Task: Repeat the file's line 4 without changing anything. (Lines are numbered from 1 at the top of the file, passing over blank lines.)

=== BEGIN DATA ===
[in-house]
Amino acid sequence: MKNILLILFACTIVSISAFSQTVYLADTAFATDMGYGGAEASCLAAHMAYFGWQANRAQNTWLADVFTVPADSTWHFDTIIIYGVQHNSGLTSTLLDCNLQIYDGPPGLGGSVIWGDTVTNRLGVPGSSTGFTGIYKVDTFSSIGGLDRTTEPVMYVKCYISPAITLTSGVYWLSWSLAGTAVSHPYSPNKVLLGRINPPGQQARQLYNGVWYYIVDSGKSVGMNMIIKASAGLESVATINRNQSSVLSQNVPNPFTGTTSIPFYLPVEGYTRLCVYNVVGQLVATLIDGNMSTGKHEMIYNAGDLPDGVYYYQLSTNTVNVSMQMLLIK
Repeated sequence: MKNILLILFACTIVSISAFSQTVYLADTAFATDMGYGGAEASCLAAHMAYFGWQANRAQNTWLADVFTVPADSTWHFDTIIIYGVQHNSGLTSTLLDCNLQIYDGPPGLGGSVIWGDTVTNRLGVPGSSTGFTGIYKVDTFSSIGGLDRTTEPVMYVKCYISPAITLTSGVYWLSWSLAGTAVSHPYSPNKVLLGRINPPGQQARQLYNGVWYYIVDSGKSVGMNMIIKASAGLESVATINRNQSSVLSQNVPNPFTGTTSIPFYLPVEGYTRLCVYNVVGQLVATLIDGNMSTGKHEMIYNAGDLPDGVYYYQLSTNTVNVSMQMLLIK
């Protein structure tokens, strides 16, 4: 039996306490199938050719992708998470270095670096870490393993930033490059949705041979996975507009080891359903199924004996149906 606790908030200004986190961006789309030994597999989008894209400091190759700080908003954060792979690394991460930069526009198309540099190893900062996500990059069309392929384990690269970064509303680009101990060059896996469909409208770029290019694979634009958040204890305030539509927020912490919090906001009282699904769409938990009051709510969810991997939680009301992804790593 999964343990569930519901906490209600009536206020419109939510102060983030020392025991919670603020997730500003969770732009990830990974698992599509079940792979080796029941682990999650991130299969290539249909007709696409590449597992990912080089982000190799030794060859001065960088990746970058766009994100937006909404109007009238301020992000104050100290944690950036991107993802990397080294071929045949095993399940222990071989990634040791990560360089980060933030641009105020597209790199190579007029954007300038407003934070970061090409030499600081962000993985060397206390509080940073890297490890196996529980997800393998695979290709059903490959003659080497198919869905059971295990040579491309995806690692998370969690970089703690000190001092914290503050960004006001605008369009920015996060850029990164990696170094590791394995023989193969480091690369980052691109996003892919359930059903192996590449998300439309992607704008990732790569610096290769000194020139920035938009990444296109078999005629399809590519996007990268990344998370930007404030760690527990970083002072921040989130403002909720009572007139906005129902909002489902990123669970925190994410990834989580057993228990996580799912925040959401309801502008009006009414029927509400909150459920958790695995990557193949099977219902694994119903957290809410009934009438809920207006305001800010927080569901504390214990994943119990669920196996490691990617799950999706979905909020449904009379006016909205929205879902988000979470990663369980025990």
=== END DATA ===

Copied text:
């Protein structure tokens, strides 16, 4: 039996306490199938050719992708998470270095670096870490393993930033490059949705041979996975507009080891359903199924004996149906 606790908030200004986190961006789309030994597999989008894209400091190759700080908003954060792979690394991460930069526009198309540099190893900062996500990059069309392929384990690269970064509303680009101990060059896996469909409208770029290019694979634009958040204890305030539509927020912490919090906001009282699904769409938990009051709510969810991997939680009301992804790593 999964343990569930519901906490209600009536206020419109939510102060983030020392025991919670603020997730500003969770732009990830990974698992599509079940792979080796029941682990999650991130299969290539249909007709696409590449597992990912080089982000190799030794060859001065960088990746970058766009994100937006909404109007009238301020992000104050100290944690950036991107993802990397080294071929045949095993399940222990071989990634040791990560360089980060933030641009105020597209790199190579007029954007300038407003934070970061090409030499600081962000993985060397206390509080940073890297490890196996529980997800393998695979290709059903490959003659080497198919869905059971295990040579491309995806690692998370969690970089703690000190001092914290503050960004006001605008369009920015996060850029990164990696170094590791394995023989193969480091690369980052691109996003892919359930059903192996590449998300439309992607704008990732790569610096290769000194020139920035938009990444296109078999005629399809590519996007990268990344998370930007404030760690527990970083002072921040989130403002909720009572007139906005129902909002489902990123669970925190994410990834989580057993228990996580799912925040959401309801502008009006009414029927509400909150459920958790695995990557193949099977219902694994119903957290809410009934009438809920207006305001800010927080569901504390214990994943119990669920196996490691990617799950999706979905909020449904009379006016909205929205879902988000979470990663369980025990």